Trademark™
Area 51, 401 E Pine St, 568-4782.
Through Jan 3.

I was pontificating drunkenly the other night, and found myself claiming that art is most interesting when it examines the edges between things. As so often happens, I had inadvertently stumbled onto a measure of truth, a useful yardstick with which to measure... something.

The edges are gray areas, culture's contested territory--between art and science, imagination and knowledge, public and private. The original gray area, blithely and volcanically mined by Andy Warhol, was between art and commerce, and it's a measure of, again, something (the pervasiveness of advertising? its visual glut?) that artists can still mine this territory, and it's still not quite exhausted.

This is why we so enjoyed the campaigns waged by Shepard Fairey, with OBEY/GIANT, and Shawn Wolfe, with Beatkit. The very word "campaign" throws these projects into a new realm of experience, one where issues such as uniqueness, utility, and coercion are as important as aesthetics.

The artist as brand--it was the next logical step away from the old warrior story of the artist bravely resisting the commercial world, alone in his studio with his spattered overalls. And it's significant that Trademark™ is at Area 51, a store where the idea of surface is both revered and mocked--where the handsome, the silly, and the outright ugly items of our past all share the opportunity for redemption. Imagine how different this show would feel mounted someplace like the Independent Media Center. But here it is, in the place that turned the shooting-range target into a design element.

The show explores the art/commerce edge--up to a point, after which it's more like an arts-and-crafts show by artists. If there's a slight schizophrenia about Trademark™'s objective (inspire thought? or sell stuff?), it shouldn't come as any surprise. Artists have negotiated that edge since forever, and I salute their ongoing ingenuity.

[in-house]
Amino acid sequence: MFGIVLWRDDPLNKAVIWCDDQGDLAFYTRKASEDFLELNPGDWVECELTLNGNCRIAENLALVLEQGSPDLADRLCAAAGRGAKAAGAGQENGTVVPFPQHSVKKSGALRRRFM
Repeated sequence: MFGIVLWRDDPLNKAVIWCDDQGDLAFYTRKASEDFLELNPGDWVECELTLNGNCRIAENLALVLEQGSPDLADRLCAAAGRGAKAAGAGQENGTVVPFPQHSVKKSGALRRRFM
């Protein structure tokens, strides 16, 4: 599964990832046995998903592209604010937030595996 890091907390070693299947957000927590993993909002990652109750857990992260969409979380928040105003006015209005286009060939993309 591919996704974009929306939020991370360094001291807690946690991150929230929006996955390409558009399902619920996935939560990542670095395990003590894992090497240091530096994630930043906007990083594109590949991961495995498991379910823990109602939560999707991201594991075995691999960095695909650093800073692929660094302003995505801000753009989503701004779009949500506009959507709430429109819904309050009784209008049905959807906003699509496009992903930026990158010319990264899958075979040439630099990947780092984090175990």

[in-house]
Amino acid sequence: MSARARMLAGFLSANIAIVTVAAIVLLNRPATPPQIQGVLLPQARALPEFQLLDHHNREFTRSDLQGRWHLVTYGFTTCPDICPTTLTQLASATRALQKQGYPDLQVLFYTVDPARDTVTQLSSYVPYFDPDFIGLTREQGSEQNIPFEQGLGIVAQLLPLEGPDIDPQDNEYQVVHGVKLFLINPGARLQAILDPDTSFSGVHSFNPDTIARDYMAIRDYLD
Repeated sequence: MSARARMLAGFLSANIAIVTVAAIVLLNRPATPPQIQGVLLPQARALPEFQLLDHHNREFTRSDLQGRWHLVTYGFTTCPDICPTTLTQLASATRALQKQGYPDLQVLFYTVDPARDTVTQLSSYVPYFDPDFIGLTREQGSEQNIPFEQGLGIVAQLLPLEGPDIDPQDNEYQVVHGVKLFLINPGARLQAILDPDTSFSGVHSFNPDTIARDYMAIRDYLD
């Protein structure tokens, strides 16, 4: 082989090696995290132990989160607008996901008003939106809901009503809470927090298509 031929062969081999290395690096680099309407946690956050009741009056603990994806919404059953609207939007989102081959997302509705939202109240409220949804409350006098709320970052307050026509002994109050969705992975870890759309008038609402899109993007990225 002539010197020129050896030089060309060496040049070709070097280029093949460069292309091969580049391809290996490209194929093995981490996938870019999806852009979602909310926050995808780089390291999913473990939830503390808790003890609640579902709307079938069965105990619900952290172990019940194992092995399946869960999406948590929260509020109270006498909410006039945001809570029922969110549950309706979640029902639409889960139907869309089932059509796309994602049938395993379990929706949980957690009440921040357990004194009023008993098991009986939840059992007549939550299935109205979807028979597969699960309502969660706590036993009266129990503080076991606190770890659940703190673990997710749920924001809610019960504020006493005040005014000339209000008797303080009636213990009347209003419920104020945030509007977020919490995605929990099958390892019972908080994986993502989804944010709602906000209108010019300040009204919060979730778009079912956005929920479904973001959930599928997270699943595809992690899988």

But there's something more unstable going on here. There are Jenny Heishman's neat light-switch plate covers with sleek painted stripes. Now, you could look at this as a Heishman work in miniature; where her amazing large-scale sculptures create shifts in space-perception using color and movement and transparency, these little works force a re-perception of a tiny, normally unnoticed place. On the other hand, they're light-switch plate covers. You can drive yourself nuts going from the one hand to the other.

More to the point are the Wolfe-style trademarks, such as WantBuyHave and ©Flatchestedmama, as well as Austin Plann-Curley's Counterfeit Camel Cash (which brings to mind J. S. G. Boggs' exploration of the transaction). But in the end, I don't know how much credit to give Trademark™, and it's just as well, since criticism bounces right off it. It may be exactly what it says it is, a show of affordable work by artists--and this is to art's good, not to its detriment. Why shouldn't there be a kind of art that you pick up at the store on your way home from work? Shouldn't a show with Sam Trout's Lula evoke not "Jesus, not Lula again," but "Oh, goody--more Lula"? Shouldn't we have more Lula in our lives than Nike, or Law & Order, or Captain Crunch?

Well, yes. And with the best stuff at Trademark™, you don't really know what you're buying, whether you're in on the joke or the butt of it--but the lasting power of such a transaction is brief, and I hope artists know when to stop. It might be sooner than we think. Fairey knew that GIANT could (and did) quickly flip from subversive to popular--to where, as he wrote in his manifesto, "people... demand the sticker merely because they have seen it everywhere and possessing a sticker provides a sense of belonging." Wolfe, similarly, built an expiration date into Beatkit, after which he declared it dead. Even Nike understands that desire must be continually reinvented, or else all the branding in the world won't matter one bit.

But that's what happens when you engage the market, instead of resisting it. The edge, that clever bastard, keeps relocating itself, and we scramble to keep up. On the other hand, in 10 years these objects will reappear as objects of nostalgia, and they'll cost a whole lot more. And then who's the joke on?

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